15. The method for preparing an amorphous silicon solar cell according to claim 14 wherein the dehydrohalogenation is carried out with the irradiation of light.
16. The method for preparing an amorphous silicon solar cell according to claim 12 wherein the silicon semiconductor film is a hydrogenated silicon semiconductor film, and the step of the dehydrohalogenation is carried out by bringing the hydrogenated silicon semiconductor film into contact with a silicon halide gas.
17. The method for preparing an amorphous silicon solar cell according to claim 16 wherein the dehydrohalogenation is achieved with the irradiation of light.
18. An amorphous silicon solar cell formed by a method of claim 12.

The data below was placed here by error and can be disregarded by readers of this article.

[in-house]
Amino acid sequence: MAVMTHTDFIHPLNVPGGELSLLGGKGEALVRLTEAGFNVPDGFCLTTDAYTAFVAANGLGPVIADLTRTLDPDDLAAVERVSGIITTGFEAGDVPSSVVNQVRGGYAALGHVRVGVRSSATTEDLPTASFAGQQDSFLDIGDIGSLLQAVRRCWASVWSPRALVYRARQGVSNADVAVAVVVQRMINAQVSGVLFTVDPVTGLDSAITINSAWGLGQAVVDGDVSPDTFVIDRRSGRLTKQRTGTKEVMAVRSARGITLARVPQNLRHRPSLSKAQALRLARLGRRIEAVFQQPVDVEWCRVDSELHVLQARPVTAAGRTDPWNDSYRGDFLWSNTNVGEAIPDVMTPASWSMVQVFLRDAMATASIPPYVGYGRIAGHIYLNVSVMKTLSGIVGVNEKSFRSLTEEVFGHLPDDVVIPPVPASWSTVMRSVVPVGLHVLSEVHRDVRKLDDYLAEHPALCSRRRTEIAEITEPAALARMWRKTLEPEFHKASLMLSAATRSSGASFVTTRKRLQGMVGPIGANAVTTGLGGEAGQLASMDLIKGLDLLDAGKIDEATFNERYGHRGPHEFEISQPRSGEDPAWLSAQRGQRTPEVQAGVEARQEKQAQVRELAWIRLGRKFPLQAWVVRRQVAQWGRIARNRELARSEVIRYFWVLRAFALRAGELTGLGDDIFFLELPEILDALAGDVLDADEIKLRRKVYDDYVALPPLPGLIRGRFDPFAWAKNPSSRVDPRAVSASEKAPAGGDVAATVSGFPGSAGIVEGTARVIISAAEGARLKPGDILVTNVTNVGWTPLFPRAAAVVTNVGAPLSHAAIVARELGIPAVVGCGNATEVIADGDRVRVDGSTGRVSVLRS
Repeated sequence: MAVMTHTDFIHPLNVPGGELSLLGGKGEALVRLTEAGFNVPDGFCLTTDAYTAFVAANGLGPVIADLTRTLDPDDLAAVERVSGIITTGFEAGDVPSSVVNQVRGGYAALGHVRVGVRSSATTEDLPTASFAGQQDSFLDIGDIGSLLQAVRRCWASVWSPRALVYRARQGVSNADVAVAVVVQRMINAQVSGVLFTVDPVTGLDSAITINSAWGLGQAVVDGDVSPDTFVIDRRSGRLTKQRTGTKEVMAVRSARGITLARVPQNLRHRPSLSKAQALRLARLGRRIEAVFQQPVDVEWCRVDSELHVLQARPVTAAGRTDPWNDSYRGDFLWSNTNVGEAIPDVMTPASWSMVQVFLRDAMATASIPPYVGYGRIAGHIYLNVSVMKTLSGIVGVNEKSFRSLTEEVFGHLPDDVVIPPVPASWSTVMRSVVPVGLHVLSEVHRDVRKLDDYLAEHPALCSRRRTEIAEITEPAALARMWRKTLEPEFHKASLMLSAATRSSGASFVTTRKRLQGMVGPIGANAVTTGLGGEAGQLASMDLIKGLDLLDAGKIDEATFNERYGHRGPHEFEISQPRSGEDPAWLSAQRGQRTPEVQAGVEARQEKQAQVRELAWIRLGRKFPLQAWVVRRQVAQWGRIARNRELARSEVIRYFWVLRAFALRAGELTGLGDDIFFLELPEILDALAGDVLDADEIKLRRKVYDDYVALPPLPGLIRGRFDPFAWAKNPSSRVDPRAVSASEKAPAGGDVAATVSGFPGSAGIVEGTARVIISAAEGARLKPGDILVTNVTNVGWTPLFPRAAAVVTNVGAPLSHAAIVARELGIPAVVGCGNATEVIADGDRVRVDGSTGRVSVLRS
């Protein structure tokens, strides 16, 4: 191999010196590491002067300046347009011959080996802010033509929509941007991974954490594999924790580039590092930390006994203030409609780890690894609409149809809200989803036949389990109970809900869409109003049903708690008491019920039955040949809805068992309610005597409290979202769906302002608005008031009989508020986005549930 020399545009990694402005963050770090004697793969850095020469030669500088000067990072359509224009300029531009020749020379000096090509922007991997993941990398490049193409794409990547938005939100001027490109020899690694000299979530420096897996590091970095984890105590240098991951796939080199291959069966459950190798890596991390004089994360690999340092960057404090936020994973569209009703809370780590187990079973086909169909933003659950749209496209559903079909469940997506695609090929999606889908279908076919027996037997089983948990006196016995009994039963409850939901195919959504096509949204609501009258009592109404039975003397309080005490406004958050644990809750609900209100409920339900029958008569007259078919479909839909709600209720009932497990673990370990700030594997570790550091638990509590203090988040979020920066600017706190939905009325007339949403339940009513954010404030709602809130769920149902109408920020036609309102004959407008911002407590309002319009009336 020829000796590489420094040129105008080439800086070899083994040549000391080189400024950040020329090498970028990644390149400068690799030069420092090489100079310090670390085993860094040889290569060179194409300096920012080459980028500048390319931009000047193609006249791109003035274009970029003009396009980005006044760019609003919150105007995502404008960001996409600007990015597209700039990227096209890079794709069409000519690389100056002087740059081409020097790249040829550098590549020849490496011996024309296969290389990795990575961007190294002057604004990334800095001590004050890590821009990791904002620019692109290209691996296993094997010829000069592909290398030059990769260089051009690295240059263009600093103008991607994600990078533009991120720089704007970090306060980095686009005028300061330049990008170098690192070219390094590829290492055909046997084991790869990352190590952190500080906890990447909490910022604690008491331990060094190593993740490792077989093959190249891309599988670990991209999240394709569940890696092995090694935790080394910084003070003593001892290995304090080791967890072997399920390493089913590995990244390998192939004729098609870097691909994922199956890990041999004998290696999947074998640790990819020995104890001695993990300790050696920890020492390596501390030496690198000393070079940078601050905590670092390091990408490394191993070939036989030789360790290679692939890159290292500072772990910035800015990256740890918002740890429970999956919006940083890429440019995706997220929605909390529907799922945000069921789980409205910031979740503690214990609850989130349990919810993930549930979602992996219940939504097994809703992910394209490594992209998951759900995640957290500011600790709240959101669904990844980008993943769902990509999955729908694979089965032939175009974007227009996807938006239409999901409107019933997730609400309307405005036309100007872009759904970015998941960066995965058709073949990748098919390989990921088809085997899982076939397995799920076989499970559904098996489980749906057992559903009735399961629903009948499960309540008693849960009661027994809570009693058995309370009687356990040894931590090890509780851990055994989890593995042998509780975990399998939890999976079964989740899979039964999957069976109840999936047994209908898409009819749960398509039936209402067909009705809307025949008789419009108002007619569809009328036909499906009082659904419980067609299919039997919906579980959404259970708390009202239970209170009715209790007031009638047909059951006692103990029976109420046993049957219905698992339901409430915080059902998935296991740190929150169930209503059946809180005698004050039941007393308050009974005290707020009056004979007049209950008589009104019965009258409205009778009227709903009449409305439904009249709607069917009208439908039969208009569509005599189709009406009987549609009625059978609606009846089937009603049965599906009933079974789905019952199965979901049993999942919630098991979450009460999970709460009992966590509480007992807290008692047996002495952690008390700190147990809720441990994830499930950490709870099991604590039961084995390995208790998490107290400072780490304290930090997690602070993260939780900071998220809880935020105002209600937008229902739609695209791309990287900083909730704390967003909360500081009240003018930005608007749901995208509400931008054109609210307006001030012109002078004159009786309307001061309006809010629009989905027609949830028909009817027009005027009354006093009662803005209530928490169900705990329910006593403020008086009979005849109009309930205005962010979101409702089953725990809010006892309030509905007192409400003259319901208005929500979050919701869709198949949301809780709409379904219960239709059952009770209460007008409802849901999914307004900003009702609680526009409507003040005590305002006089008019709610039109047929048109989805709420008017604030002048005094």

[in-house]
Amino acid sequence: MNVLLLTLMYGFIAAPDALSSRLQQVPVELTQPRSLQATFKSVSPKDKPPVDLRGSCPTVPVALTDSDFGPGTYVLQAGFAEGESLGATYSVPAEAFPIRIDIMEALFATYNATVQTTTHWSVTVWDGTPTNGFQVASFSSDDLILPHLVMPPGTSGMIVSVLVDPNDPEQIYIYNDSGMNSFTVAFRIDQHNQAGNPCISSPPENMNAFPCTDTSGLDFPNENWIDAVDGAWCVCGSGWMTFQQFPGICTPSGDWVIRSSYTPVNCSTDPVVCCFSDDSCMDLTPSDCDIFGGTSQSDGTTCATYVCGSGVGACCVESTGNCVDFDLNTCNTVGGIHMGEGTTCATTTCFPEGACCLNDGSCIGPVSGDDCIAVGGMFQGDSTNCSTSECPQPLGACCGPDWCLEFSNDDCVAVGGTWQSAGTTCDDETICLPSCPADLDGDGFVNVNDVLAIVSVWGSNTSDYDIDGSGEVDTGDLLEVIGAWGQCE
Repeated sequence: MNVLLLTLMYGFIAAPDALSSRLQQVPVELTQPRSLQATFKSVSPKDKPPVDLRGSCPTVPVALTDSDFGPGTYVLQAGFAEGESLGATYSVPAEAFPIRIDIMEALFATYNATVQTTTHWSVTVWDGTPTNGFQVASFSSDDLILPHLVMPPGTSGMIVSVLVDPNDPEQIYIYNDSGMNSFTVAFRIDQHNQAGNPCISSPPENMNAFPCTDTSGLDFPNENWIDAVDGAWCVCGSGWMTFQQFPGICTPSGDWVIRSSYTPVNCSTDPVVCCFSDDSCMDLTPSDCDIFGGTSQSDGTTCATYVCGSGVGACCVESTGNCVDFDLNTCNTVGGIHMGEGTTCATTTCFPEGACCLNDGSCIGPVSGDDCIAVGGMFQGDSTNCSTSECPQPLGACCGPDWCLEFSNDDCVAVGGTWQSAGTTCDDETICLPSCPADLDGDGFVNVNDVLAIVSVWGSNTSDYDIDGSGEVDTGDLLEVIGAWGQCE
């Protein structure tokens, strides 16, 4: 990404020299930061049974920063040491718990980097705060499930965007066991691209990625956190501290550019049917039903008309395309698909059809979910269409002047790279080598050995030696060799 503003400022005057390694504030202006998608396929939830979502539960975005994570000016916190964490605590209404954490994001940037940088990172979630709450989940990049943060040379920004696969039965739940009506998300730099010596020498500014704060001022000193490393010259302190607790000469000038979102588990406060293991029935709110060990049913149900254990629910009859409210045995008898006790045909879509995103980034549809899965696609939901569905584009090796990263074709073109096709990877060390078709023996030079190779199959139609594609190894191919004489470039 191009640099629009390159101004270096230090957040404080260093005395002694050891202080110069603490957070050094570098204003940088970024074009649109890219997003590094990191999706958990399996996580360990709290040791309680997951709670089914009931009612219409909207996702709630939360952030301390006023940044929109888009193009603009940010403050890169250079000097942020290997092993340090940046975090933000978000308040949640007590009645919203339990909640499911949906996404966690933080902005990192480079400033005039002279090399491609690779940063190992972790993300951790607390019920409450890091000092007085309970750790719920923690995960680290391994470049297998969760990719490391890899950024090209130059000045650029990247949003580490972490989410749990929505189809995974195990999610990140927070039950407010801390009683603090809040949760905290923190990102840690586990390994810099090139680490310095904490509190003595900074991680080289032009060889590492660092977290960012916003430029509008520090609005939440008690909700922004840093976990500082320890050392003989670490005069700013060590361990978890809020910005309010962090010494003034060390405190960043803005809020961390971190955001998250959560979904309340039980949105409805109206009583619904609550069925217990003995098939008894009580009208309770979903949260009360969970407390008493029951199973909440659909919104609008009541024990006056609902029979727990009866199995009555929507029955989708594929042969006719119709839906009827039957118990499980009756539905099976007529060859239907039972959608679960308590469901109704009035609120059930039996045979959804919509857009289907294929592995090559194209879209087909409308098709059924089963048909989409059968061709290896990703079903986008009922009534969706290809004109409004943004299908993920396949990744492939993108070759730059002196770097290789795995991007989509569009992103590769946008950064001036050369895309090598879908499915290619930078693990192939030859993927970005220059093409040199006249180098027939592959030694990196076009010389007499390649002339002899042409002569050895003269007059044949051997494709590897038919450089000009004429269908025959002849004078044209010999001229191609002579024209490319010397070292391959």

19. A method for preparing an amorphous silicon semiconductor film which comprises the sequential steps of:
(a) depositing on a substrate a semiconductor film containing 20 atom % or less of bound hydrogen and/or bound deuterium, to a thickness of from 10 to 1000 Å, and then (b) modifying the deposited film by exposing it to a discharge atmosphere containing deuterium and a non-film-depositing reactive gas, the sequence of steps being repeated multiple times.
20. The method for preparing an amorphous silicon semiconductor film according to claim 19 wherein the semiconductor film thickness in the step (a) is from 5 to 100 Å.
21. The method for preparing an amorphous silicon semiconductor film according to claim 19 wherein the amount of bound hydrogen and/or bound deuterium in the semiconductor film in the step (a) is 10 atom % or less.